As management experts such as Peter Drucker have observed, the goal of a successful business must be to find and serve customers. Do that, and the numbers take care of themselves. The Hostess approach was entirely backward — meeting the numbers became Job One, and figuring out how to grow the business became Job None.
The post-bankruptcy leadership never executed a growth strategy. It failed to introduce a significant new product or acquire a single new brand. It lagged on bakery automation and product R&D, while rivals such as Bimbo Bakeries USA built research facilities and hired food scientists to keep their product lines fresh. At the time of the 2004 bankruptcy, Hostess was three times the size of Bimbo. Today it's less than half Bimbo's size. (Bimbo, which has been acquiring bakeries such as Sara Lee and Entenmann's right and left, might well end up with Hostess' brands.)
Hostess contended its biggest burden came from the multi-employer pension plans covering its unionized employees. Its contention is that these plans are designed so that when any employer goes out of business or otherwise withdraws, its obligations to its former workers are inherited by the companies that remain.
Consequently, Hostess says, a large portion of its required pension contributions benefit employees of other long-departed firms. This claim has been swallowed whole by Hostess' mourners, but it's fishy.
For one thing, many Hostess competitors contribute to similar plans, some at an even higher rate than Hostess. For another, the real problem is that for years the employers allowed the pension plan to become underfunded, either by skipping required contributions while they were in business or raiding the fund to pocket supposedly excess assets that proved to be not so excess. Hostess is guilty of the same practice.
In any event, the $989 million in pension liabilities Hostess ended up owing various union funds, according to its bankruptcy filing, didn't accumulate in secret, like termite damage. It accrued because Hostess and its sister bakeries judged their retirement obligations to be relatively unimportant in the grand scheme of things. Now that the bill has come due, Hostess blames the workers for demanding what they were promised.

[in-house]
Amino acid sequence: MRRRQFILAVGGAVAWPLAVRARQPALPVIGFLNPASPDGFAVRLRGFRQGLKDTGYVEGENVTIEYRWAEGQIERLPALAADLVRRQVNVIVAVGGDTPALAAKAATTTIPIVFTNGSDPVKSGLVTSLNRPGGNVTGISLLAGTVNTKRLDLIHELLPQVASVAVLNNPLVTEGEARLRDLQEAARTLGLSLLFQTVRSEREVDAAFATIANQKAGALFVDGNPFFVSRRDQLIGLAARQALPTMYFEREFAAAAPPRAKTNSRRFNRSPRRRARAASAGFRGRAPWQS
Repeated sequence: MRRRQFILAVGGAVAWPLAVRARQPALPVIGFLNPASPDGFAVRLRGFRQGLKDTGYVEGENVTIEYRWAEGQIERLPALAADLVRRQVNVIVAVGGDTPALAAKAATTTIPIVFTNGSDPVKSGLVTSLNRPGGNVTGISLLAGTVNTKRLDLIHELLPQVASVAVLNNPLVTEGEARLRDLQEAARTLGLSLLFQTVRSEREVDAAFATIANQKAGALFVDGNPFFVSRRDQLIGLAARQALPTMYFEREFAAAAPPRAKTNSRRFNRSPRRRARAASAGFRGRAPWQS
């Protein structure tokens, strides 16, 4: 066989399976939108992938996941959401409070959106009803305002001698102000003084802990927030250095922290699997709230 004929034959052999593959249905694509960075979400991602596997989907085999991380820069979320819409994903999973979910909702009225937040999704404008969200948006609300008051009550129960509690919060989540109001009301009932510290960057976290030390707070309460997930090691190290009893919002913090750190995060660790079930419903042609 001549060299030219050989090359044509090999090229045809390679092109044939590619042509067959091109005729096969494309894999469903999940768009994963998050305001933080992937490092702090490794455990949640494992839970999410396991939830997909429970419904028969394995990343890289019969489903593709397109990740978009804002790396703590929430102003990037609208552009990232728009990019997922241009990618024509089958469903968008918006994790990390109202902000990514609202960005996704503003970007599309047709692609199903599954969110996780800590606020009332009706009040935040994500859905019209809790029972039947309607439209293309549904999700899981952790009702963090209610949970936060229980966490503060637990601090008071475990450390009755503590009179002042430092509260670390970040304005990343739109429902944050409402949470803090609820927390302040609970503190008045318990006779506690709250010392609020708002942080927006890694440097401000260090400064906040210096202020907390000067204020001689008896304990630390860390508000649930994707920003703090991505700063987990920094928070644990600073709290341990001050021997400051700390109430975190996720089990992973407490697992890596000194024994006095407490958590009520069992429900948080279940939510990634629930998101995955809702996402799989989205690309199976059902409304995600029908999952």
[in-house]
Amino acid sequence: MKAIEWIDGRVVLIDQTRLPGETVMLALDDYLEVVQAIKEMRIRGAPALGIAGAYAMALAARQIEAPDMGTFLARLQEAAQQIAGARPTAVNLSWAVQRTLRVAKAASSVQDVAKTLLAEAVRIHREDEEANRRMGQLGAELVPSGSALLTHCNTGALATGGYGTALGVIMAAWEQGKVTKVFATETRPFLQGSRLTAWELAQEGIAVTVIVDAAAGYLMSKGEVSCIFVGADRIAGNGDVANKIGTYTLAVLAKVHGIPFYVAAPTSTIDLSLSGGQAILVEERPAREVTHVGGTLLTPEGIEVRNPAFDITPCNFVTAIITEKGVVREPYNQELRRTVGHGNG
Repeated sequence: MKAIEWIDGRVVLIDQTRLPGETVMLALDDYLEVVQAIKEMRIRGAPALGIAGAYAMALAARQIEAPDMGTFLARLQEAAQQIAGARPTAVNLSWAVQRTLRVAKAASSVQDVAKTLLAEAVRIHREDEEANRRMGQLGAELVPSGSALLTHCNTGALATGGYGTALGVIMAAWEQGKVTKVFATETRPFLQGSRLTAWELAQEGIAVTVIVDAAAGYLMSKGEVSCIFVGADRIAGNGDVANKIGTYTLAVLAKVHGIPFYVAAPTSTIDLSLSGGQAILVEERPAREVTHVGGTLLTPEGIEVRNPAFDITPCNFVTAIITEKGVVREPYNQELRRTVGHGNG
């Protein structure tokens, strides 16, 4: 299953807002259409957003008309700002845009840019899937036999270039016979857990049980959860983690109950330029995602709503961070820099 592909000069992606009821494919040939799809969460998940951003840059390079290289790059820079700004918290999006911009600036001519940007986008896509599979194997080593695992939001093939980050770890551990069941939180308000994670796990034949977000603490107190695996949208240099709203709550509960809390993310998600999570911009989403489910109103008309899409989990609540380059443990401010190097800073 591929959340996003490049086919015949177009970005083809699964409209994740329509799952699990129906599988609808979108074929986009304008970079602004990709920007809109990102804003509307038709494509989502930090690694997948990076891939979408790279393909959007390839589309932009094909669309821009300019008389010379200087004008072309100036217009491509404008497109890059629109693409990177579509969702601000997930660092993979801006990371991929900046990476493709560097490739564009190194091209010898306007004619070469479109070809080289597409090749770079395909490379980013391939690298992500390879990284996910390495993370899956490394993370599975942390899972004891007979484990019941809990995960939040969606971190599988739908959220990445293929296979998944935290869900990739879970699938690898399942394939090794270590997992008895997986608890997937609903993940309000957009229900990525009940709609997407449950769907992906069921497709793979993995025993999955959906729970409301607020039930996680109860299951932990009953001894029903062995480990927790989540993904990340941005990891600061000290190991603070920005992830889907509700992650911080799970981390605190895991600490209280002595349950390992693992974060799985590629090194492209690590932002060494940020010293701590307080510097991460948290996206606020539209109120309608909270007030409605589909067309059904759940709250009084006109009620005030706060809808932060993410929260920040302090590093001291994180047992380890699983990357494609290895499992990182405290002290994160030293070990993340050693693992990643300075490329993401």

The record shows that Hostess' unions were willing to talk with management at virtually every stage to keep the firm alive. There are plenty of companies and industries in which such talks have been fruitful, including the auto industry. But they can succeed only when everyone is confident that the guys at the other side of the table are committed to the same goals.
In this case, the unions finally realized that the Hostess strategic plan started and ended with extracting yet another round of cutbacks from employees. To argue that capitulating might at least save thousands of jobs is to accept the corrosive mind-set that manufacturing workers should be glad they've got any job at all and take what they're offered.
The union members could see that their supposed management "partners" hoped to rescue their own investments by placing workers on a glide path to life on a minimum-wage existence, without pensions and without healthcare, after they had given and given again. You want to claim that they should have accepted the latest management demands as better than nothing instead of voting it down, OK. But you should ask yourself two questions: Where do you think this trend would have ended, and how much would you take?
Michael Hiltzik's column appears Sundays and Wednesdays. Reach him at firstname.lastname@example.org, read past columns at latimes.com/hiltzik, check out facebook.com/hiltzik and follow @latimeshiltzik on Twitter.